FRIDAY, April 12, 2019 (HealthDay News) — No matter your fitness level, adding just a little more exercise may prolong your life, new research suggests.
“People think they have to start going to the gym and exercising hard to get fitter,” said researcher Elin Ekblom-Bak, from the Swedish School of Sport and Health Sciences in Stockholm.
“But it doesn’t have to be that complicated. For most people, just being more active in daily life — taking the stairs, exiting the metro station early, cycling to work — is enough to benefit health since levels are so low to start with,” she said. “The more you do, the better.”
Overall, the risk of all-cause death and death from cardiovascular events such as heart attack and stroke fell 2.8% to 3.2% for each milliliter increase in VO2 max. The benefits of increased activity were seen in men and women, in all age groups, and at all fitness levels.
The study was to be presented Friday at a European Society of Cardiology meeting, in Lisbon, Portugal. Such research is considered preliminary until published in a peer-reviewed journal.
“It is particularly important to note that an increase in fitness was beneficial, regardless of the starting point,” Ekblom-Bak said in a meeting news release. “This suggests that people with lower levels of cardiorespiratory fitness have the most to gain from boosting their fitness.”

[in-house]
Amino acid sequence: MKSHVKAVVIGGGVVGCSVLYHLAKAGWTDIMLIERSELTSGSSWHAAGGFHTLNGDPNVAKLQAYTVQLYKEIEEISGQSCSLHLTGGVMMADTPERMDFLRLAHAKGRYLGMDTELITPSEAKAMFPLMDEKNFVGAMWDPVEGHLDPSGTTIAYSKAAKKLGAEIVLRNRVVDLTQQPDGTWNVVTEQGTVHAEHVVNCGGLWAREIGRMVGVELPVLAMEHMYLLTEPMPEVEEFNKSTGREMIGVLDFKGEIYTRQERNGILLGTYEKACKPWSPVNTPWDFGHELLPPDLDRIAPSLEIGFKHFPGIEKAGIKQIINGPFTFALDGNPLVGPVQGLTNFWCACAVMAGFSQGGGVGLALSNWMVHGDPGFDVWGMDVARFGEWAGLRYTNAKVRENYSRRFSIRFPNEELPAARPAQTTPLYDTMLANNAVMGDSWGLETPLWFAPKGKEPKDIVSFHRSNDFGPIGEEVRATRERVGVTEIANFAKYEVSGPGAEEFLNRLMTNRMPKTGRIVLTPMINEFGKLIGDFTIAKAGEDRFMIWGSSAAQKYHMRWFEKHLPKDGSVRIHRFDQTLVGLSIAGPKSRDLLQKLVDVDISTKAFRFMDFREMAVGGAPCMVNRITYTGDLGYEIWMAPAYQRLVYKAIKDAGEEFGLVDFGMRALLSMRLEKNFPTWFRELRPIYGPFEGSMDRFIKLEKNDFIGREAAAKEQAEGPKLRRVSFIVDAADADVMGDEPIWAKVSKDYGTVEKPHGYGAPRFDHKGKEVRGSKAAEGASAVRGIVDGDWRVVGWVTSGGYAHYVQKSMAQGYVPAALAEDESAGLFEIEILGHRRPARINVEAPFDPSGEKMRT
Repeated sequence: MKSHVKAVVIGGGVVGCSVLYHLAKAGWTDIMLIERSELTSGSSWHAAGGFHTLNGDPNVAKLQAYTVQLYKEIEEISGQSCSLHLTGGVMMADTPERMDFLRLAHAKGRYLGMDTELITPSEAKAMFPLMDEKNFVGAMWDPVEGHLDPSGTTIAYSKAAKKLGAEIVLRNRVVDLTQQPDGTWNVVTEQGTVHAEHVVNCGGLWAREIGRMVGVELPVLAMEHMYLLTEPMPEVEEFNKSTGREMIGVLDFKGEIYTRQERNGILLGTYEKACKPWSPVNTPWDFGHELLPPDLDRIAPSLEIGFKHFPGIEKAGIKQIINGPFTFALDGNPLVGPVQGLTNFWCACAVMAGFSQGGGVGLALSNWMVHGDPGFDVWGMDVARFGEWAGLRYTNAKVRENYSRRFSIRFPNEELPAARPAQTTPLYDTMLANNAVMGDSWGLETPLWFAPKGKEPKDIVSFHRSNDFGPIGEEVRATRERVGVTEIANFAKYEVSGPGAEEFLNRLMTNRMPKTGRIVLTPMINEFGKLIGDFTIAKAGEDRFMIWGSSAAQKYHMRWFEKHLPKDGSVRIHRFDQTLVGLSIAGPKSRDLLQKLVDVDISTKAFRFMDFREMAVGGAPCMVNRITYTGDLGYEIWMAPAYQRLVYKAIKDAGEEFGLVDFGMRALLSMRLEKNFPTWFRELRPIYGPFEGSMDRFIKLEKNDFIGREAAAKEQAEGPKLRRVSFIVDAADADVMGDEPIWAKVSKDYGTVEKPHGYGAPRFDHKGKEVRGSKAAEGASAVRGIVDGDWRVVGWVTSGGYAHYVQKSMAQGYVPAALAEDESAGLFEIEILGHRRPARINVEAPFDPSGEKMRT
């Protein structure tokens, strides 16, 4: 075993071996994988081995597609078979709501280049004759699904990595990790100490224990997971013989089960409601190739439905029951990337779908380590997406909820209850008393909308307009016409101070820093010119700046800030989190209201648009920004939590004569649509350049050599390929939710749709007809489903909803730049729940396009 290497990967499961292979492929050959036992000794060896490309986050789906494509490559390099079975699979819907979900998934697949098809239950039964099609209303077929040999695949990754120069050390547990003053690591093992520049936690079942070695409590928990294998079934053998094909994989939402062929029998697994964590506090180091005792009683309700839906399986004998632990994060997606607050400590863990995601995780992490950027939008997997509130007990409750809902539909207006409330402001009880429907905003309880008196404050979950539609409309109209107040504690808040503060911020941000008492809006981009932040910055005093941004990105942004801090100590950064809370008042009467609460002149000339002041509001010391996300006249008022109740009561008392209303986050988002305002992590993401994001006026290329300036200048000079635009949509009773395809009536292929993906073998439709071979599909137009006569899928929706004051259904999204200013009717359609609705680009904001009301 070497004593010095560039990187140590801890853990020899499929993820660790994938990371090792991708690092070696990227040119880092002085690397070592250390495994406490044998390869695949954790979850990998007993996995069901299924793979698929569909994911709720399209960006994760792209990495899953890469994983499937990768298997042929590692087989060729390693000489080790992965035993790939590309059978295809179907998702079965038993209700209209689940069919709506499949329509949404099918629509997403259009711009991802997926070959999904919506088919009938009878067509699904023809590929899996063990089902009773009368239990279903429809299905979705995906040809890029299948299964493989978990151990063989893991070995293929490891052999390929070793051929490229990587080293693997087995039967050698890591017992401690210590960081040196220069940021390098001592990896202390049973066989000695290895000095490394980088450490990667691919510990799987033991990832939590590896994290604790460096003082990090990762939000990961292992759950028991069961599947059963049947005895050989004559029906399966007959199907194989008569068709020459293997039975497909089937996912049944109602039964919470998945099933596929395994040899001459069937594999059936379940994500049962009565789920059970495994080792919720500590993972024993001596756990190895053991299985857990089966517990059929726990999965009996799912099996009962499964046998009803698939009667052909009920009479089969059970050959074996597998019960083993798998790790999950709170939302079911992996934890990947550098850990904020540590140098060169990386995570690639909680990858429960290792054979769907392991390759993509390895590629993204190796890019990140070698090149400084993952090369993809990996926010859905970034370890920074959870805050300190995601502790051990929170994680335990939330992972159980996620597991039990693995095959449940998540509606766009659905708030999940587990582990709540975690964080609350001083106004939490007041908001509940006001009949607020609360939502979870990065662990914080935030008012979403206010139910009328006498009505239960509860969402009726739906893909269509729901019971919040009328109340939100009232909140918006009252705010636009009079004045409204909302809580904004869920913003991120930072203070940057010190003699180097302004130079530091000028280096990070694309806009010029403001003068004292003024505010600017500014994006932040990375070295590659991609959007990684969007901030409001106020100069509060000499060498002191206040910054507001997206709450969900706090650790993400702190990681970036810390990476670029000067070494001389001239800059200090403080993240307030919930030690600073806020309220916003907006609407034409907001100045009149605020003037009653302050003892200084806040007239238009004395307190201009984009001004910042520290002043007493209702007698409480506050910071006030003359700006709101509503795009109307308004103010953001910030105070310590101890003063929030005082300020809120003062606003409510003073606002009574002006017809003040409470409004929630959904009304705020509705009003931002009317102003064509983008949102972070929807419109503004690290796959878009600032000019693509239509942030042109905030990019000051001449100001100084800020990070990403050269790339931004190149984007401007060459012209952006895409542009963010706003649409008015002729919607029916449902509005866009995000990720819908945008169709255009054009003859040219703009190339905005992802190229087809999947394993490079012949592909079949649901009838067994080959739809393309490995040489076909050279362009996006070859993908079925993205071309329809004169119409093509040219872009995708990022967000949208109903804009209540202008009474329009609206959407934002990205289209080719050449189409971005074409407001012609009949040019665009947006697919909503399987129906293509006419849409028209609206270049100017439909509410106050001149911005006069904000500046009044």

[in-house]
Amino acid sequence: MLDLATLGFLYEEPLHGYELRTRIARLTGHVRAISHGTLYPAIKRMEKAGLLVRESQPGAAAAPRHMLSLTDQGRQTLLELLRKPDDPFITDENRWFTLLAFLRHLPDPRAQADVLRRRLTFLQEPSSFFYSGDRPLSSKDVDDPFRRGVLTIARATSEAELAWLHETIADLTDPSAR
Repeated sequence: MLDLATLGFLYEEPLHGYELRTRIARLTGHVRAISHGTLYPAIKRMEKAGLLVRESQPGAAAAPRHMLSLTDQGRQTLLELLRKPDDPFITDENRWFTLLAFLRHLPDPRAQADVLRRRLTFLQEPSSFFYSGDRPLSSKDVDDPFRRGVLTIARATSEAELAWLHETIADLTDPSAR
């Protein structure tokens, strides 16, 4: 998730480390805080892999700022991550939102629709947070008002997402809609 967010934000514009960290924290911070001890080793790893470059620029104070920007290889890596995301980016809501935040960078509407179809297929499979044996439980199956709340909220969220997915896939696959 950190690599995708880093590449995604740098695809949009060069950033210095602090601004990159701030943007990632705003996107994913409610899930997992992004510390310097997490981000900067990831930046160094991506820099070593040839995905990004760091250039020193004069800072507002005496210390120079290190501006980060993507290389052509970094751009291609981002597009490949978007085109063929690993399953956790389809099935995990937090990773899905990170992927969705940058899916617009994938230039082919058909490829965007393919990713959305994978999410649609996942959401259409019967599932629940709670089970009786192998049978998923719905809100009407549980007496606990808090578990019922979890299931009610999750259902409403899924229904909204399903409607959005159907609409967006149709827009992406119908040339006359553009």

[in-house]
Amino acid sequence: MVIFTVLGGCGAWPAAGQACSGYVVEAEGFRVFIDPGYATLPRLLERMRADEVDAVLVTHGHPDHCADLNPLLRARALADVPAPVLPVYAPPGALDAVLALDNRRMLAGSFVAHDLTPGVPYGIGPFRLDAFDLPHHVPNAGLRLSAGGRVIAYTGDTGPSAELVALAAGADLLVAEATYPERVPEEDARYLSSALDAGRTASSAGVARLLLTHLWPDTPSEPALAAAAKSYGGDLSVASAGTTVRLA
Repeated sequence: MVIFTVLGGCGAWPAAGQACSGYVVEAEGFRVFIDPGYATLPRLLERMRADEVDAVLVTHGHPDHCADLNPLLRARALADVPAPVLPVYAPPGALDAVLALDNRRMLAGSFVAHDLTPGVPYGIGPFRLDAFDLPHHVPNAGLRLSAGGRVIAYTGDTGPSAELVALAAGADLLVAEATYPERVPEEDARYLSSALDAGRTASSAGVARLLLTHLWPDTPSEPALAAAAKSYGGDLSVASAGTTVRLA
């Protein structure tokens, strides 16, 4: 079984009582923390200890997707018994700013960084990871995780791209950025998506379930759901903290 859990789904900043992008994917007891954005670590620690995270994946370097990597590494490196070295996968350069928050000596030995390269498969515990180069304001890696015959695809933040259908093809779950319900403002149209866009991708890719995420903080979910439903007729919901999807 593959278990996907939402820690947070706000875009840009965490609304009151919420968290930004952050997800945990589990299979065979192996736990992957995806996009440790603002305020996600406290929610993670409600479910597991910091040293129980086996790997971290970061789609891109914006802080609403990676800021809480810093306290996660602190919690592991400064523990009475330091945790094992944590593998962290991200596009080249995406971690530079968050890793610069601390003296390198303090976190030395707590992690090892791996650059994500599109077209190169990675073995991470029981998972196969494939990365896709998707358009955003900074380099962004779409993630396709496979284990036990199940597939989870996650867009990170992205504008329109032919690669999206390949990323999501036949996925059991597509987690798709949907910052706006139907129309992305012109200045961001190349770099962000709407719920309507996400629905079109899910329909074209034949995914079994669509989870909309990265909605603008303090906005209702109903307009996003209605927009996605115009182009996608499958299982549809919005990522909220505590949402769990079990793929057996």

She said the findings are “more motivational than just telling people they need to do better. People in the lower range of VO2 max will reduce their risk even more [9%] while those at the upper end of VO2 max will reduce their risk by 1%,” she said.
Improving fitness should be a public health priority and doctors should assess patients’ fitness during health screening, according to Ekblom-Bak.
“Our previous research has shown that fitness levels in the general population have dropped by 10% in the last 25 years,” she noted.
“In 2016-2017, almost every second man and woman had a low fitness level, so this is a huge problem,” Ekblom-Bak added. “Poor fitness is as detrimental as smoking, obesity and diabetes, even in otherwise healthy adults, yet unlike these other risk factors it is not routinely measured.”WebMD News from HealthDay
SourcesSOURCE: European Society of Cardiology, news release, April 12, 2019
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